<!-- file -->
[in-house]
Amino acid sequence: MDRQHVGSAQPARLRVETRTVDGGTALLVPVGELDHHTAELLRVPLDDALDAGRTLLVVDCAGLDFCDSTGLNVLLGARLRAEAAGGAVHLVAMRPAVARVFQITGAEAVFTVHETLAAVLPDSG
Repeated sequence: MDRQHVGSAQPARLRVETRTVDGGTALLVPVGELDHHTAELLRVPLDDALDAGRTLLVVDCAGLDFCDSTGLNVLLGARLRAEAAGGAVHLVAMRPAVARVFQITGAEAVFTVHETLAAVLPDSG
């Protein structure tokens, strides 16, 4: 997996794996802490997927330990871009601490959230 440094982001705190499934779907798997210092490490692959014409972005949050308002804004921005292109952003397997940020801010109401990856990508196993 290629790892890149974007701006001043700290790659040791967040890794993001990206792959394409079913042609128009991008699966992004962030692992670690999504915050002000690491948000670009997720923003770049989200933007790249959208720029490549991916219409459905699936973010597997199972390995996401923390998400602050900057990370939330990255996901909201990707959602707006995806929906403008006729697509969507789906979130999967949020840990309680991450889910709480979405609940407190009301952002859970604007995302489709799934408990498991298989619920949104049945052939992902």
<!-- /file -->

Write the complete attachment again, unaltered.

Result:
[in-house]
Amino acid sequence: MDRQHVGSAQPARLRVETRTVDGGTALLVPVGELDHHTAELLRVPLDDALDAGRTLLVVDCAGLDFCDSTGLNVLLGARLRAEAAGGAVHLVAMRPAVARVFQITGAEAVFTVHETLAAVLPDSG
Repeated sequence: MDRQHVGSAQPARLRVETRTVDGGTALLVPVGELDHHTAELLRVPLDDALDAGRTLLVVDCAGLDFCDSTGLNVLLGARLRAEAAGGAVHLVAMRPAVARVFQITGAEAVFTVHETLAAVLPDSG
């Protein structure tokens, strides 16, 4: 997996794996802490997927330990871009601490959230 440094982001705190499934779907798997210092490490692959014409972005949050308002804004921005292109952003397997940020801010109401990856990508196993 290629790892890149974007701006001043700290790659040791967040890794993001990206792959394409079913042609128009991008699966992004962030692992670690999504915050002000690491948000670009997720923003770049989200933007790249959208720029490549991916219409459905699936973010597997199972390995996401923390998400602050900057990370939330990255996901909201990707959602707006995806929906403008006729697509969507789906979130999967949020840990309680991450889910709480979405609940407190009301952002859970604007995302489709799934408990498991298989619920949104049945052939992902």